But those on the cutting edge are not content to rest on their laurels. Professor Leroy said that, “Apart from the classic AAV-mediated gene augmentation therapies, I’m very much looking forward to an era of other custom treatments becoming more widely available. These include antisense oligonucleotide therapies, which act as a molecular patching technique at the RNA level, and CRISPR/Cas9 gene editing, as well as generic gene therapies where artificial photoreception is induced using photosensitive pigment genes ectopically expressed in the remaining bipolar or ganglion cells of the retina of IRD patients.”
Professor Boon also drew attention to the rapid advances currently being made in patient-derived induced pluripotent stem cell-based retinal organoids.
“These represent a huge advantage as a personalised in-vitro disease model that can be used to test all manner of genetic treatment strategies,” he said.
DIAGNOSTICS AND FOLLOW-UP
The advances have not been limited to therapeutics; diagnostics and follow-up modalities have also further been refined. Dr Leroy explained: “Blue and near-infrared light autofluorescence (BAF & NIRAF) imaging are the mainstay of imaging of IRDs, and their importance cannot be overestimated. Indeed, these techniques allow one to evaluate evolution of disease with or without functional testing. In addition, optical coherence tomography remains essential to estimate whether outer retinal cells are still present in sufficient numbers for gene therapies to be beneficial.”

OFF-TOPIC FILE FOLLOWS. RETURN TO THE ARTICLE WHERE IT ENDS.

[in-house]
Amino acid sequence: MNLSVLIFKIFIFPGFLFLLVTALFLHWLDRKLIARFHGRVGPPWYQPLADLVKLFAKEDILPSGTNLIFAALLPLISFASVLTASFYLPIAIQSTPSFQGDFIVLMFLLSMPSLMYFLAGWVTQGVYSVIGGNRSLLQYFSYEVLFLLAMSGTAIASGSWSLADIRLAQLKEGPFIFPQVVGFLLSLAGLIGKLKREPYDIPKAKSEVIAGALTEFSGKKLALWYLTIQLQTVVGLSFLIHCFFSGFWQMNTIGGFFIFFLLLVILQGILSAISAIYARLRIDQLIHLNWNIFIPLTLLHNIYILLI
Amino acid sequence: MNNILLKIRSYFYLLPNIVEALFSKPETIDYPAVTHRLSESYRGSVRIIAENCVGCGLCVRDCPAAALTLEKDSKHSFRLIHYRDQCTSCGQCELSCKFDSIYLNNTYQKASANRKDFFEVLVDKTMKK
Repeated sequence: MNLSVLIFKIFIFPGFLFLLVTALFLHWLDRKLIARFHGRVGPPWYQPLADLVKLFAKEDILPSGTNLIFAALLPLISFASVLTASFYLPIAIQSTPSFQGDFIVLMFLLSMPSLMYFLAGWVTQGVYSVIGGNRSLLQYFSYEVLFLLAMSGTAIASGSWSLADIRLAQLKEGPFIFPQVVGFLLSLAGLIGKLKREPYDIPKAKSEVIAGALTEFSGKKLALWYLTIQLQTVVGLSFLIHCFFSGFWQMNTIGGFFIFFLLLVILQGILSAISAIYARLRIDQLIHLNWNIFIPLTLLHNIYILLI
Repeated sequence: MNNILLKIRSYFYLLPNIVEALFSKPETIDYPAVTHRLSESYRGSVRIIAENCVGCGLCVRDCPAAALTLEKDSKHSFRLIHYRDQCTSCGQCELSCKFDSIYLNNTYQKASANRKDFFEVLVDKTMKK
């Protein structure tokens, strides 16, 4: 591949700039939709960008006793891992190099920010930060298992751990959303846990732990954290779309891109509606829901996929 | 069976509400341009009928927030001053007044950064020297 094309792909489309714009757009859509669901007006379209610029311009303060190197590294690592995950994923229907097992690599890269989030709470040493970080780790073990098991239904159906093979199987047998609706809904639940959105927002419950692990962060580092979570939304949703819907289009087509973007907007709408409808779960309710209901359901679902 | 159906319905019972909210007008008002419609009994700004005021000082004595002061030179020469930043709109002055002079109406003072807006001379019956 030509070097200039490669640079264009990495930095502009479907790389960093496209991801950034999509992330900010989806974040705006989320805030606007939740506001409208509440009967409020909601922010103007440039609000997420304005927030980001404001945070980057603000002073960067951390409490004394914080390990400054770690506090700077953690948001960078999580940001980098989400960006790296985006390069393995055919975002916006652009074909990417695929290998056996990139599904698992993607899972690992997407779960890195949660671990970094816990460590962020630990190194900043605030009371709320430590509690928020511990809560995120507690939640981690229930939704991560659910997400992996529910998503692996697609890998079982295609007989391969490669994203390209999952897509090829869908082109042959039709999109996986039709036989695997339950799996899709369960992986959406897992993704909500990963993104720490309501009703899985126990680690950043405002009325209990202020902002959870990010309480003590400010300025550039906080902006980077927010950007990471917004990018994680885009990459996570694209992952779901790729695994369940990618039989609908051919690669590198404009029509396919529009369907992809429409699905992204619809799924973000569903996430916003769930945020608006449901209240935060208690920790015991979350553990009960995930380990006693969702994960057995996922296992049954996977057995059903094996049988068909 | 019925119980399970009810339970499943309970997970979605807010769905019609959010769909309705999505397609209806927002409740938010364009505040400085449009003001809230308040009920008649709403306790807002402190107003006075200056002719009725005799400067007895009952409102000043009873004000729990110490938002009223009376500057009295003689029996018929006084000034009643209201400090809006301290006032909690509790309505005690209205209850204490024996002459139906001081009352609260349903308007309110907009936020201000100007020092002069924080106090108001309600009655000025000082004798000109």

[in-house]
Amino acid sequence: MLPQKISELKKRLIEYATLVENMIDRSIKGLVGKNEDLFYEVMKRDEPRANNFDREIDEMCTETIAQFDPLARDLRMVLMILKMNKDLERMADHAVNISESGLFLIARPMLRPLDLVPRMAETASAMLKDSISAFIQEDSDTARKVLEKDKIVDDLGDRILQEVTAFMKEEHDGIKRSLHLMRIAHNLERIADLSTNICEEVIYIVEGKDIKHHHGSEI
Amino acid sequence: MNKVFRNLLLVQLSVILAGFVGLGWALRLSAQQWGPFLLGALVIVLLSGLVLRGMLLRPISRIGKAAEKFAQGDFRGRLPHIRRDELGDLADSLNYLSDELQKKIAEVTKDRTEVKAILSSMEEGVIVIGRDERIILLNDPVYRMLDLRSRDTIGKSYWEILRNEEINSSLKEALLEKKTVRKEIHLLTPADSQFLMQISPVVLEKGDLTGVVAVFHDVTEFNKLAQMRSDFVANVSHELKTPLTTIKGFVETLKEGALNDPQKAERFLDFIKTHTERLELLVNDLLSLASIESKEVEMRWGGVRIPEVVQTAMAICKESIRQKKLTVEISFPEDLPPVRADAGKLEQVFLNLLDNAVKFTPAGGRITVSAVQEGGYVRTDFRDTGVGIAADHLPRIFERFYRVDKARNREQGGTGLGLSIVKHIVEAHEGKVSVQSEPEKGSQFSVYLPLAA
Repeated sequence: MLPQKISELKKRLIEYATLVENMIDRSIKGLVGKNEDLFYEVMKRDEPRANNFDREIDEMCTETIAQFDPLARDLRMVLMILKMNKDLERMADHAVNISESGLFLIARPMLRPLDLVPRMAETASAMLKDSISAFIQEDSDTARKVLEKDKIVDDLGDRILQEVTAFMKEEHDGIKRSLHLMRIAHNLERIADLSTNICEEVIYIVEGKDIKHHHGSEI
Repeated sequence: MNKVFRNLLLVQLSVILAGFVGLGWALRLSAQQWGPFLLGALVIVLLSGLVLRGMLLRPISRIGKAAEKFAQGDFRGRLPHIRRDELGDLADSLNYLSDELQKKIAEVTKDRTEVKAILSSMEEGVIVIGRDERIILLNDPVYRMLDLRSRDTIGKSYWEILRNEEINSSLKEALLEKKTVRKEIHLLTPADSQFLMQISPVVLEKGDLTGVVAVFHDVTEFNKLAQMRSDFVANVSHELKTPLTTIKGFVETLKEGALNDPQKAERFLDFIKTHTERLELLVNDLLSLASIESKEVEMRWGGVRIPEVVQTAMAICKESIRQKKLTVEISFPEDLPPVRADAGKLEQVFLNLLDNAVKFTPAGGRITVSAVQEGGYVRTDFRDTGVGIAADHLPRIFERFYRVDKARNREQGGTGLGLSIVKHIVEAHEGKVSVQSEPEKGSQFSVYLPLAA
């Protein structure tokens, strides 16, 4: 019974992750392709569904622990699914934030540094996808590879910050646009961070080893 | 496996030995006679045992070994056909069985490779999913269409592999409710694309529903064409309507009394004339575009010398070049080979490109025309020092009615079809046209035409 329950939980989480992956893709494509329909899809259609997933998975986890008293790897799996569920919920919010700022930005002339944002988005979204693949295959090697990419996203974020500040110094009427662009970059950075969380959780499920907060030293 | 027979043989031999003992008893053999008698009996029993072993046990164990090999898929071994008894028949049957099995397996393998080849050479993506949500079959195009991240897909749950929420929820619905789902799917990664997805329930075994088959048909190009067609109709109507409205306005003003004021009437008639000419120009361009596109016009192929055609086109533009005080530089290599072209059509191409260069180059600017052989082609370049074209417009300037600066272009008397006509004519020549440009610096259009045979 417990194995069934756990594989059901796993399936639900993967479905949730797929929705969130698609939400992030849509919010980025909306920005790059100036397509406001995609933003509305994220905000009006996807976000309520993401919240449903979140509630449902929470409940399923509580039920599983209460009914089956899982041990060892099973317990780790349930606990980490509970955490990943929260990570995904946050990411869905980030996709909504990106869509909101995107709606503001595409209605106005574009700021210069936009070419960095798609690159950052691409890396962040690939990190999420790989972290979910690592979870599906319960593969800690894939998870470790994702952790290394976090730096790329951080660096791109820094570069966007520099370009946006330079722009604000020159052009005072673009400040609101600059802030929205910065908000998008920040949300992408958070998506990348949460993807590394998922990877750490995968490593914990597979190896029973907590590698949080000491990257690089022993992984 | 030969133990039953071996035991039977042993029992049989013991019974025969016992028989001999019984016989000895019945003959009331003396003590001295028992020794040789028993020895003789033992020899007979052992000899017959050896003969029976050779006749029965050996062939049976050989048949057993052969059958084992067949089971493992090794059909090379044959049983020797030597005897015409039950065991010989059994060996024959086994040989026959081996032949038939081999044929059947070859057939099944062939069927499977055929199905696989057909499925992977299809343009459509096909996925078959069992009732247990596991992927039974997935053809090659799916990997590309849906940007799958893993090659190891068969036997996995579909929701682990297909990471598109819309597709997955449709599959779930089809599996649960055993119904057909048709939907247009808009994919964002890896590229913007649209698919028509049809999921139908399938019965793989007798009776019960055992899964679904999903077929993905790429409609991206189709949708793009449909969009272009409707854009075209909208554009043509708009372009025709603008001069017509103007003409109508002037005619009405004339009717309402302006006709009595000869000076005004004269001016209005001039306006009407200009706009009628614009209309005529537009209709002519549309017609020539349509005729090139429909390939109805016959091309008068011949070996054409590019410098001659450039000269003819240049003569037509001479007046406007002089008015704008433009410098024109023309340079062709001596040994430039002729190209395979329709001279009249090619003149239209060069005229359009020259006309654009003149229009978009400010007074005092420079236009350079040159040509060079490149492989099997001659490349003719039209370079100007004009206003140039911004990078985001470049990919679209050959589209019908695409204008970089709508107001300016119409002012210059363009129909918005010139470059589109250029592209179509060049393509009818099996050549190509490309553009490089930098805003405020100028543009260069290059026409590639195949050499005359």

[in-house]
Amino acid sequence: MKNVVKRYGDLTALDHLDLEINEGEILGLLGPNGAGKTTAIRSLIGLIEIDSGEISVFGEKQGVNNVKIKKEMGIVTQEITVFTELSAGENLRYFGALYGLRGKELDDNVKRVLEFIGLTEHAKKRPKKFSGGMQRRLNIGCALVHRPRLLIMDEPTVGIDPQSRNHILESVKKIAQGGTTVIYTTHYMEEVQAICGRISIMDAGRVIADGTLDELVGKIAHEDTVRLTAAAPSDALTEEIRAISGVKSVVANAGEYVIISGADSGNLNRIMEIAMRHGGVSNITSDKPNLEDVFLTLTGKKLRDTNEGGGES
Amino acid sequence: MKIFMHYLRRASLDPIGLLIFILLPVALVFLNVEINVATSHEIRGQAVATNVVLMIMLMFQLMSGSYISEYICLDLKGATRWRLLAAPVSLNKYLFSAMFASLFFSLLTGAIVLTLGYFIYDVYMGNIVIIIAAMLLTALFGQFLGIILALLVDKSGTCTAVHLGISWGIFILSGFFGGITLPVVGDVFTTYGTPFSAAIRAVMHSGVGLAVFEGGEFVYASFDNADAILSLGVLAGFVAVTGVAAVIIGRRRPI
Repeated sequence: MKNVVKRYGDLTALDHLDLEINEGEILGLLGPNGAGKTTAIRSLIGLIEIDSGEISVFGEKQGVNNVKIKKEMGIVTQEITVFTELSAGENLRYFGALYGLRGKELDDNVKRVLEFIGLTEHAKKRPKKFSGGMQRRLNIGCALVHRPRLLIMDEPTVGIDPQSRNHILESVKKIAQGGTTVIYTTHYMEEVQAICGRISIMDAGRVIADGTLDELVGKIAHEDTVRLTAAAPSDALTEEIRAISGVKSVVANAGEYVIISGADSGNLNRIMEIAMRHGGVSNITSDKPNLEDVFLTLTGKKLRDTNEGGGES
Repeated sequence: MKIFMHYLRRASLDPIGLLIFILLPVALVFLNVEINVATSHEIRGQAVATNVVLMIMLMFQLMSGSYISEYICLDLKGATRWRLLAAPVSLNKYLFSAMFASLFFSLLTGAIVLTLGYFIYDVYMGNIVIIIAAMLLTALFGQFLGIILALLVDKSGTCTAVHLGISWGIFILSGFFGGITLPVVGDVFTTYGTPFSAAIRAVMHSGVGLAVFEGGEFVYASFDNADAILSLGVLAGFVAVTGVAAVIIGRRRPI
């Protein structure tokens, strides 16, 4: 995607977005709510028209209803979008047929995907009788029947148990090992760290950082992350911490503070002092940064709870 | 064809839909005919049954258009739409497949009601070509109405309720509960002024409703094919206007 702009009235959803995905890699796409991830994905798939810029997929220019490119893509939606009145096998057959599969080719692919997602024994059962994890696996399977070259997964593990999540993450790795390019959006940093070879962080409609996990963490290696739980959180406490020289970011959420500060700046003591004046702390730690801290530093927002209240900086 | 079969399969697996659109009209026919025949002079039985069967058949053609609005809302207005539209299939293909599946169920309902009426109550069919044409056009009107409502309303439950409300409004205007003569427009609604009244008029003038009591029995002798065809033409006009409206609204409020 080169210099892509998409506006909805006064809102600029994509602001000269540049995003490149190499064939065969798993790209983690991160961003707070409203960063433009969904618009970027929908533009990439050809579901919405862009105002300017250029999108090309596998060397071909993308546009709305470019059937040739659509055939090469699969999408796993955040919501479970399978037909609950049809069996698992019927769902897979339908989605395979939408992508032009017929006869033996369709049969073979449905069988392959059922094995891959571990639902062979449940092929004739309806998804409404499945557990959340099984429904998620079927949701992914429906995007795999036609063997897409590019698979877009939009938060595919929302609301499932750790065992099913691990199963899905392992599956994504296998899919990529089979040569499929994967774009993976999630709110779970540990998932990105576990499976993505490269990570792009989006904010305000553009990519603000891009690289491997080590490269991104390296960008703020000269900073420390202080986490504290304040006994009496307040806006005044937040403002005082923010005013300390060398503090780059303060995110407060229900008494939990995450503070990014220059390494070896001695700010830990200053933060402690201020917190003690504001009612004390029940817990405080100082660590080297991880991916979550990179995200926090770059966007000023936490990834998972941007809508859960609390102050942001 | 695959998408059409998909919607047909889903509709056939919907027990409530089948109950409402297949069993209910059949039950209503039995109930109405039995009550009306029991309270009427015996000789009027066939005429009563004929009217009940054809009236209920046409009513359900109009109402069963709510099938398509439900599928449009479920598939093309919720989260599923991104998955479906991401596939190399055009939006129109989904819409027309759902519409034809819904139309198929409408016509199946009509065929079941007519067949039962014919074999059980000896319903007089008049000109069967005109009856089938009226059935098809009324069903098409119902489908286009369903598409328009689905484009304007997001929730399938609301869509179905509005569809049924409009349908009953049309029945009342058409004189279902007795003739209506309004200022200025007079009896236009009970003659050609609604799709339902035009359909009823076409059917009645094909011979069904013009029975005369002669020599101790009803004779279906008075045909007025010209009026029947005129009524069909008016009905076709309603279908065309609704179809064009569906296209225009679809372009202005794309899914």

But how are the results of these therapies evaluated? In other words, how do we quantify the results? Identifying reliable clinical outcome measures to assess the efficacy of gene therapy will also remain the focus of many researchers’ attention.
Professor Leroy clarified this for me: “Fullfield sensitivity testing has emerged as a straightforward outcome measure to evaluate effects of genetic therapies, and correlates well with more time-consuming outcome measures such as multi-luminance mobility testing (MLMT).” Dark-adapted chromatic perimetry and microperimetry have also proven their value, he added.
Dr Boon is not yet satisfied. “But we also have a strong need for more patient-reported outcome measures as well as more large-scale natural history studies, both retrospective and prospective, for more information on the diseases’ natural course and prognoses,” he said.
Dr Boon pointed out that such large-scale European collaborations represent a great example of how investigator-initiated research can also help to implement gene therapy in the clinic by delineating IRDs, their clinical characteristics and their natural history. Dr Boon is involved in a range of such multi-centre natural history studies with both national reach (the Dutch RD5000 Expertise Centre Database) and international stature such as the European Reference Network for Rare Eye Disease (ERN-EYE). Dr Leroy is also involved in ERN-EYE and the European Retinal Disease Consortium (ERDC) and European Retinal Treatment Consortium (ERTC).